2014 heralds legal changes, potential new telecom market order

Newsroom 21/01/2014 | 09:35

The allocation of licenses for Romania’s transition to digital terrestrial television is one of the keystone events around the corner. A further cut in termination rates, the implementation of a new infrastructure law and some more radio spectrum for sale complete the line-up. However, the balance of power between the major telecom players may change in the event of a Romtelecom-Cosmote merger, which would create the largest telecom operator in the country by revenues.

Romania will switch off the analog signal and switch to digital terrestrial television on June 17, 2015.

The country’s telecom watchdog is in charge of allocating five national digital multiplexes in the DVB-T2 standard: four in the UHF (ultra-high frequency) band and one in the VHF (very-high frequency) band.

All the multiplexes will be awarded for a ten-year period. The licenses will be valid from June 17, 2015.

The first UHF multiplex comes with a few conditions attached: the winner must broadcast ’free to air’, in transparent, fair and non-discriminatory conditions, the public and private TV stations currently being broadcast in the terrestrial analog system.

The multiplex must cover 90 percent of the population and 80 percent of the territory with fixed reception until December 31, 2016. This is the only multiplex, out of the five available, that comes with such coverage obligations, according to ANCOM’s president, Catalin Marinescu.

With the other four, the operators must set up at least 36 functional transmitters for the network corresponding to each multiplex, before May 1, 2017.

The authority held a period of public consultation, which ran until January 8, on the draft and the task book. “ANCOM proposes the five multiplexes for digital television be awarded via a competitive selection procedure,” said Marinescu.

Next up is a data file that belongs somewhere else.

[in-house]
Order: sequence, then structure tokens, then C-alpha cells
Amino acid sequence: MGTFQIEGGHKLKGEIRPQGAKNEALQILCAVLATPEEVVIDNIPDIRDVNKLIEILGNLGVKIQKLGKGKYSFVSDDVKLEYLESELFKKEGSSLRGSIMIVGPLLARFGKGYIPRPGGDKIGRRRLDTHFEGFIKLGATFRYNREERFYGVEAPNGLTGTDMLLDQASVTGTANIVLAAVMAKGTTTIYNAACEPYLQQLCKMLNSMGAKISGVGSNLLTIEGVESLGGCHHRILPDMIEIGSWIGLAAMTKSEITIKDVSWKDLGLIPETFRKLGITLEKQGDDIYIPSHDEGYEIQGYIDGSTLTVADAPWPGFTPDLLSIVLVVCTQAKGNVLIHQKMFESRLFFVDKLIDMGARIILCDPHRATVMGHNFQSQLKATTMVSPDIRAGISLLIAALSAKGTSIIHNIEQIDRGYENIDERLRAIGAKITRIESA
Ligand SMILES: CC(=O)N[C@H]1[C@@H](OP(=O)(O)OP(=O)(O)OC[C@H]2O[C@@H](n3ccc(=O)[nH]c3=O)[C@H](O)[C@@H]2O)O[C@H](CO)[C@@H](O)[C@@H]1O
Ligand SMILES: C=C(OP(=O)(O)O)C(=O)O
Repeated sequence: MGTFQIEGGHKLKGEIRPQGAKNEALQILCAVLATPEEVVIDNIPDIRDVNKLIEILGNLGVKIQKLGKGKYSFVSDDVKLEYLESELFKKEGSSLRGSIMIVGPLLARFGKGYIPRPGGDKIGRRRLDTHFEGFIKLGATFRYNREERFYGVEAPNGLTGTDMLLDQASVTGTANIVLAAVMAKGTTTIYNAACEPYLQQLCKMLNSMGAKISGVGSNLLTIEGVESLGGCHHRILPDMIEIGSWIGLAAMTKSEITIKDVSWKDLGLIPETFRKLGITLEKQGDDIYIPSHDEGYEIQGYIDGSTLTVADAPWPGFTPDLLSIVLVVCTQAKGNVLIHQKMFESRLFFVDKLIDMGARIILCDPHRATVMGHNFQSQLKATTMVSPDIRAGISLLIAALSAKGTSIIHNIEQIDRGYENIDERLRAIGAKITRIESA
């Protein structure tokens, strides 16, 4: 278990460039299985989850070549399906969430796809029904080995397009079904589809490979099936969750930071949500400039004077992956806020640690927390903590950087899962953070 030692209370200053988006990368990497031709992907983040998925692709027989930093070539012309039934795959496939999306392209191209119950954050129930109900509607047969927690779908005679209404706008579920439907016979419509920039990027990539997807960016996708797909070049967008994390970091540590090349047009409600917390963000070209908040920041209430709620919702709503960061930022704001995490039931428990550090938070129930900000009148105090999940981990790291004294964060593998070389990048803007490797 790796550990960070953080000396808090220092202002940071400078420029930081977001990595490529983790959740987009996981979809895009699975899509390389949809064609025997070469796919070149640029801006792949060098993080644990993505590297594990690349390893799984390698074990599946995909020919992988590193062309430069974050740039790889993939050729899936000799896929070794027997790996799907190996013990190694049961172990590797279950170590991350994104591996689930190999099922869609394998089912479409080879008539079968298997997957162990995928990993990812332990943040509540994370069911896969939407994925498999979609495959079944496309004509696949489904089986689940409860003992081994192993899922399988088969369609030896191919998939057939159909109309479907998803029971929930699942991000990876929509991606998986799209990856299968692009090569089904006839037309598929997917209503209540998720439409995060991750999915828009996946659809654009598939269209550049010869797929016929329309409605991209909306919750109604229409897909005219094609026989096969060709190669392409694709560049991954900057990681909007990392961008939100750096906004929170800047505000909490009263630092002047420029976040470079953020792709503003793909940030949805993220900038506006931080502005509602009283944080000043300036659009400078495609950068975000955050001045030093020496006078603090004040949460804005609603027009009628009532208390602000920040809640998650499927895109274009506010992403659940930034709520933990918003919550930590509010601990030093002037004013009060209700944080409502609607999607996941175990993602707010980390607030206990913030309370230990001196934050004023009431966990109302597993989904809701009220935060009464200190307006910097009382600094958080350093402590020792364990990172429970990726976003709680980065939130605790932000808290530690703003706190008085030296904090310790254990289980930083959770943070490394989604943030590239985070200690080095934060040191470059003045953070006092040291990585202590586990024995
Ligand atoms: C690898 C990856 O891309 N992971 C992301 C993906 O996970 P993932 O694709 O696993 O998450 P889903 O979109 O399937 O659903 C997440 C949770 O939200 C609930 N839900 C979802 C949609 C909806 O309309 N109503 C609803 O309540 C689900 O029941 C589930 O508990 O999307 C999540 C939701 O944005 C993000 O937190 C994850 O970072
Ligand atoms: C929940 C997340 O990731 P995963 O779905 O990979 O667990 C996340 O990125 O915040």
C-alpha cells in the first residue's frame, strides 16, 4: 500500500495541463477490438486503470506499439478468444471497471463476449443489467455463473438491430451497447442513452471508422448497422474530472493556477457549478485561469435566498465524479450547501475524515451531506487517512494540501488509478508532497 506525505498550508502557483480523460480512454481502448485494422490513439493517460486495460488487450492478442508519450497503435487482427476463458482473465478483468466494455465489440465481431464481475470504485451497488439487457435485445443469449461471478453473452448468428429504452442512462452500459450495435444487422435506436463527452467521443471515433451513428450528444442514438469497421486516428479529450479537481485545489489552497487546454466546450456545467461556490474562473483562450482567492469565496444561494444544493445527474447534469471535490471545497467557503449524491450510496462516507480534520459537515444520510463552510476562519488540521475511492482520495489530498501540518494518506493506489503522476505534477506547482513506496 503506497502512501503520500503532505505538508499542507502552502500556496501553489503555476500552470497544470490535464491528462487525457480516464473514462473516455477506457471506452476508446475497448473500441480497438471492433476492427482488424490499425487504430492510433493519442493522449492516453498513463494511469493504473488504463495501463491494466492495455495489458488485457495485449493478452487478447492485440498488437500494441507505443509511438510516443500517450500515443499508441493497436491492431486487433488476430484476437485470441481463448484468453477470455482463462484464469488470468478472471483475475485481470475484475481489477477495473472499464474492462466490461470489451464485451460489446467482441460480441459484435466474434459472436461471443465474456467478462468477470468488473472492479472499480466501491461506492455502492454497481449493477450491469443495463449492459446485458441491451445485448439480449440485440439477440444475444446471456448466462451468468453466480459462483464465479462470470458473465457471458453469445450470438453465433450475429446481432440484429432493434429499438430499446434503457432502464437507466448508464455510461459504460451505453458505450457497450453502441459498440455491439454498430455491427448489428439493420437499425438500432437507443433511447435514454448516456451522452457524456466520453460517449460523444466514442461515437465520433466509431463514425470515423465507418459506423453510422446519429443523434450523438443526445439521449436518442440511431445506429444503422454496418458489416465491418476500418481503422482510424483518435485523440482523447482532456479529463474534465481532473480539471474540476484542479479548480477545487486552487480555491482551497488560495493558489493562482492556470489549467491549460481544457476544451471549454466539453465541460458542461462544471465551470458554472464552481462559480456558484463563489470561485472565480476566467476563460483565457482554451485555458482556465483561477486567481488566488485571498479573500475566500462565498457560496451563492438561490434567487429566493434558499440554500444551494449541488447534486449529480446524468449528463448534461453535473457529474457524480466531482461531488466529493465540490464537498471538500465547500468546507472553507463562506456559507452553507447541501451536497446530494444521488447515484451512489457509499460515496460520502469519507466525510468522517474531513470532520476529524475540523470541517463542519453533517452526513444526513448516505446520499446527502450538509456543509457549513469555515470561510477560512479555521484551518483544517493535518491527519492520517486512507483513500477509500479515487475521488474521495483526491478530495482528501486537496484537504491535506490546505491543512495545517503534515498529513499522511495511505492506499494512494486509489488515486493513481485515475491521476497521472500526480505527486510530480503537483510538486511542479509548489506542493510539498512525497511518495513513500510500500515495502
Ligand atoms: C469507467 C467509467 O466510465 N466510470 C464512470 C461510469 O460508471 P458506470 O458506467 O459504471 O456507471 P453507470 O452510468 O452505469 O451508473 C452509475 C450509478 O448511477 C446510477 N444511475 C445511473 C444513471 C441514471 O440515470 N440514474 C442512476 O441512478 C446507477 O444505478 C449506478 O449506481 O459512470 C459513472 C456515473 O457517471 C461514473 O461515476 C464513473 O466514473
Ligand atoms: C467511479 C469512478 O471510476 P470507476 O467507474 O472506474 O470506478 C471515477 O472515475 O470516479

According to the competitive selection process, each applicant submits an initial offer that specifies the number of desired multiplexes. If the demand is higher than the number of available multiplexes, there will be primary auction rounds until the demand no longer exceeds the supply. If some multiplexes remain, having not been awarded to any applicant after the end of the primary auction rounds, ANCOM may decide to hold an additional round, explained Marinescu.

The starting price for each multiplex represents the minimum license tax, which will be set by the government based on advice from ANCOM.

According to the calendar announced by the authority last year, the selection procedures should be launched in January, and by the end of April, the procedure awarding the multiplexes should be completed. As far as the radio spectrum goes, some remains to be awarded. The telecom watchdog will draft the documents and organize the selection process for awarding spectrum in the 3400 MHz-3800 MHz frequency. The authority will also draw up a strategy to award spectrum in the 410 MHz and 450 MHz bands.

The telecom watchdog is also in charge of the task of awarding radio spectrum in the frequencies of 800 MHz and 2600 MHz that was not allocated during the 2012 telecom tender.

Another measure with significant impact on the industry this year will be the implementation of a new cut in mobile and fixed termination rates.

Termination rates are charged only for off-net calls, representing the price charged by one operator to take calls from another within its own network. This sum can be found in the monthly bills paid by users. The cut in termination rates is meant to stimulate competition on the market. ANCOM data show that even though the smartphone penetration rate in Romania is comparable to that in France or Germany, over 70 percent of local users limit their mobile national calls owing to cost consciousness.

Following the new threshold announced by ANCOM at the end of last year, fixed termination rates will be cut from 0.67 eurocents/minute to 0.14 eurocents, while mobile termination rates will be reduced from 3.07 eurocents/minute to 0.96 eurocents.

The new rates will come into force after compulsory European consultations. The authority is currently awaiting observations on this issue.

The measure is not expected to go down smoothly with telecom operators, who have repeatedly complained that these cuts will deprive them of a significant chunk of their revenue, thereby limiting their investments in 4G services.

However, the trend in Europe points towards the creation of a unified market. This year, there will be new debates on the European Commission project, The Connected Continent, the purpose of which is to create a single, integrated and inter-connected market that comprises telecom, energy and transportation.